I love a good wreath any day (real or illustrated), but they’re especially wonderful during the holiday season! In this tutorial, I’ll show you how to make a lush and pretty watercolor fir wreath. We’re using the wreath to make mail art today, but remember that you can use the wreath for anything: gift tags, bullet journals, sketchbook pages … whatever you fancy!
Whenever I have the time, I like to make video versions of tutorials in addition to written instructions. It can be inspiring to see things come together in a video, and there are questions that might get cleared up along the way. So, let’s start off this tutorial with a 2.5 minute video:
(If you can’t see the embedded video in this post, you can watch it on YouTube here.)
For quick reference, here are the supplies from the video:
- Envelope: 5.5″ x 5.5″ envelope template from The Letter Writer’s Complete Resource + drawing paper
- Wreath: Ziller ink + straight pen + Nikko G nib; watercolor palette + gold watercolor pan
- Calligraphy: Perfect Calligraphy Envelope Generator + parallel glider; iron gall ink, Brause EF66 oblique pen + nib, Janet Style calligraphy
Now, here are the written instructions:
1. Make a Square Envelope
A round watercolor fir wreath looks best on a square envelope. Many of us don’t have square envelopes laying around, but they’re easy to make. Just grab the 5.5″ x 5.5″ (~14 cm x 14 cm) template from The Letter Writer’s Complete Resource, and trace around it on a piece of drawing paper.
Then, cut out the template.
Fold in all the flaps, then glue the bottom three flaps to each other. And voilà! You’ve got a square envelope.
2. Draw Your Wreath
Now, center an object that’s approximately 4.5″ in diameter on top of your envelope, and trace around that object with a pencil.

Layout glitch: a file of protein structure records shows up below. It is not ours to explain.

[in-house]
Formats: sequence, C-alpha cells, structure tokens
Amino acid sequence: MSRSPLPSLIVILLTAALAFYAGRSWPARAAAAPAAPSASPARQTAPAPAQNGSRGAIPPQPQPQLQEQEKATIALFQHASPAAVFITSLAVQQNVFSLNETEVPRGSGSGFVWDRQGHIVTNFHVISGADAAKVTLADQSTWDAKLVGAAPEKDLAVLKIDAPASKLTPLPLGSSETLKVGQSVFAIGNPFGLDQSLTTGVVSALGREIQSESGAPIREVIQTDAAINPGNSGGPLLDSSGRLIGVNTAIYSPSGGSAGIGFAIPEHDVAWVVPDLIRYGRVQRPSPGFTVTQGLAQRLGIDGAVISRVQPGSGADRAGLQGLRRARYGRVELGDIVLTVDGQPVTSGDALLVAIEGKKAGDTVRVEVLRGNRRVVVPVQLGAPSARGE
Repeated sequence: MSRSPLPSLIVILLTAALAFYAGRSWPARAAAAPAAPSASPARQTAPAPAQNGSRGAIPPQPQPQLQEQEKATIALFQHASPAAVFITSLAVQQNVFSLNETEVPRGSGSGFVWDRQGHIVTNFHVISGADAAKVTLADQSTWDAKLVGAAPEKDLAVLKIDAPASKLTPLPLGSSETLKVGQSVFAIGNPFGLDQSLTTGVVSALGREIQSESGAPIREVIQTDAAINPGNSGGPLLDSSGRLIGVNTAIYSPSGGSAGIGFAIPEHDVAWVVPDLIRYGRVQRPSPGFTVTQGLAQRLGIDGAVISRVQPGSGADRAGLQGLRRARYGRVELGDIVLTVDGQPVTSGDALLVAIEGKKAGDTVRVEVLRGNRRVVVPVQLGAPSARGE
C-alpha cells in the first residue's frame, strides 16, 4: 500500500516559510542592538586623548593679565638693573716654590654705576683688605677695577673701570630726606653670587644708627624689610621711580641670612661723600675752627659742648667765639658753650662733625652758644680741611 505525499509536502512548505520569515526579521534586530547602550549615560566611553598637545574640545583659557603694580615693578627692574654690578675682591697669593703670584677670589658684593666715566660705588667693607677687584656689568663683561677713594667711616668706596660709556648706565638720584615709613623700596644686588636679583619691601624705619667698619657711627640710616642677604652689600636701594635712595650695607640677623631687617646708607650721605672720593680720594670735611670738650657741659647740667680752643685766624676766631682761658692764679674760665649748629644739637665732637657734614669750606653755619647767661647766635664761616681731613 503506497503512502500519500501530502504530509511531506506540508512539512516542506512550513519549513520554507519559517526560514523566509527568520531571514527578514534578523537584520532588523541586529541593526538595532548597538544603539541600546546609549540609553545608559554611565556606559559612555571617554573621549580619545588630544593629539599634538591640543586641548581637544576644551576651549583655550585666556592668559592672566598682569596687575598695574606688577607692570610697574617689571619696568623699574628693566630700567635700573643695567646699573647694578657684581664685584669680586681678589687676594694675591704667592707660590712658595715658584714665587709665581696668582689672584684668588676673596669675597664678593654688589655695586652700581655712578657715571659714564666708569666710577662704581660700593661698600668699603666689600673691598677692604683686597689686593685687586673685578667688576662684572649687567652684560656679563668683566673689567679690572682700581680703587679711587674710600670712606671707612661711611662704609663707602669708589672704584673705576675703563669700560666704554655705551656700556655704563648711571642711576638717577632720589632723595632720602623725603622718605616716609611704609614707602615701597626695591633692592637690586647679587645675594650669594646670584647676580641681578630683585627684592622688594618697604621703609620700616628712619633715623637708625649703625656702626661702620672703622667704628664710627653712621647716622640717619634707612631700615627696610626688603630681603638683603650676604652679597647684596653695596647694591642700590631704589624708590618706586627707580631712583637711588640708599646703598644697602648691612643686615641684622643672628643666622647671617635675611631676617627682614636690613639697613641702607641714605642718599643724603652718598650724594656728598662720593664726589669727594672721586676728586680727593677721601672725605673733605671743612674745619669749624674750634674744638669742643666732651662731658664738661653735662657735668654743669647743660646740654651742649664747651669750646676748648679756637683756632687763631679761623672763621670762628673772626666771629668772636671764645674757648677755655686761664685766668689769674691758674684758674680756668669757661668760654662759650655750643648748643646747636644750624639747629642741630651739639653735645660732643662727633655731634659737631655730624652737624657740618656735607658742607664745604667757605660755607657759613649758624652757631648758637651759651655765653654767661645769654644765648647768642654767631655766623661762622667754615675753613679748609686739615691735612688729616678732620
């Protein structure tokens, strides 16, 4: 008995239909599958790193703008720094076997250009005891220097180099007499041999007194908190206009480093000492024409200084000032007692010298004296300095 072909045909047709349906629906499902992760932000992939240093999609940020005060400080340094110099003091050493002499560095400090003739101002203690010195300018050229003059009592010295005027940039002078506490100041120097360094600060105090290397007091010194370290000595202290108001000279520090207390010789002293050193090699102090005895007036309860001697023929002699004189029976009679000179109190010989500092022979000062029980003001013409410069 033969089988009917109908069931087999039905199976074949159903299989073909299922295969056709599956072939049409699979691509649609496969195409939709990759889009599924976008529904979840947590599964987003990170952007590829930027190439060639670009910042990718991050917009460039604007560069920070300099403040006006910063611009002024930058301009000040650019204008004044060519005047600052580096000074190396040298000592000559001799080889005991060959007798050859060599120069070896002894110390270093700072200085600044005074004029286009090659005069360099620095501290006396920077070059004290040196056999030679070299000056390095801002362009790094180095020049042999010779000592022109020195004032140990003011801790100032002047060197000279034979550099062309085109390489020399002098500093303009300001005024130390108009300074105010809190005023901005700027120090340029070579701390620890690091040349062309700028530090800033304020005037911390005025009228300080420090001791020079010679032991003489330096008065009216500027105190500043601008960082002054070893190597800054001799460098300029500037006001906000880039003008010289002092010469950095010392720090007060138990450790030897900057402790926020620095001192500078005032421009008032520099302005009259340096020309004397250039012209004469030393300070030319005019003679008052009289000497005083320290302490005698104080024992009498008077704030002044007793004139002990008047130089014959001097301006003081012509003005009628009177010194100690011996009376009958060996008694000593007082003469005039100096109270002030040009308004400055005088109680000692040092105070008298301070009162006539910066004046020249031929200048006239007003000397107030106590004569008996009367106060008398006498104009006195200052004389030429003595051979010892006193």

Then, use quick, short movements to draw needles on all of your branches.
If you notice that your ink flow is skipping a lot, try dipping the (loaded) nib into your art water. Doing that will help the ink to descend smoothly from the tip of the nib! Note that adding water to waterproof ink doesn’t affect the waterproof nature of the ink.
3. Add Watercolor
Once your ink has dried — anywhere from 2-5 minutes — pick out a fairly dark tone of green from your favorite watercolor palette. Moisten that watercolor with water, then use a size 2 (-ish) paintbrush to paint over the branches you just drew.
Each little branch will require only one quick stroke, and it’s okay if the watercolor doesn’t cover the entire branch. In my opinion, partial coverage leads to a chic, almost vintage look.
Once you finish painting with the green watercolor, moisten a pan of gold watercolor. Use the same size 2 paintbrush to make little dots of gold along the wreath.
4. Write Calligraphy Inside the Watercolor Fir Wreath
When you’re happy with how your wreath looks, you can use the calligraphy style and ink of your choice to write an address inside! For this envelope, I used The Perfect Calligraphy Envelope Generator and a parallel glider to draw pencil guidelines. Then, I used iron gall ink and a Brause EF66 oblique pen + nib to write in Janet Style calligraphy.
To finish up, I added a modern postage stamp and two vintage stamps, which cover the “bad envelope fee” of 20¢. Then, just to be safe, I rubbed a layer of MicroGlaze over my artwork and calligraphy. (December is a fairly wet month, and who knows what this envelope will encounter on its way to the UK!)
This tutorial lists several specific tools, but you should feel free to adapt it to the supplies that you have at home! Remember, too, that if you decide to send a square envelope, the (US) post office charges a non-machinable envelope fee of 20¢. I like to position stamps on the top left and top right of the envelope to cover that fee.
If you’re not feeling mail art, this wreath would be great for gift tags. Or, use the waterproof ink + watercolor technique from this tutorial to make a single fir branch on a tag. That’s pretty, too!
I hope that this tutorial prompts you to try your hand at making a watercolor fir wreath, or a creation inspired by it! As Christmas approaches, it’s nice to have quick project ideas like this one at your fingertips. Have a wonderful weekend, and we’ll reconvene next week!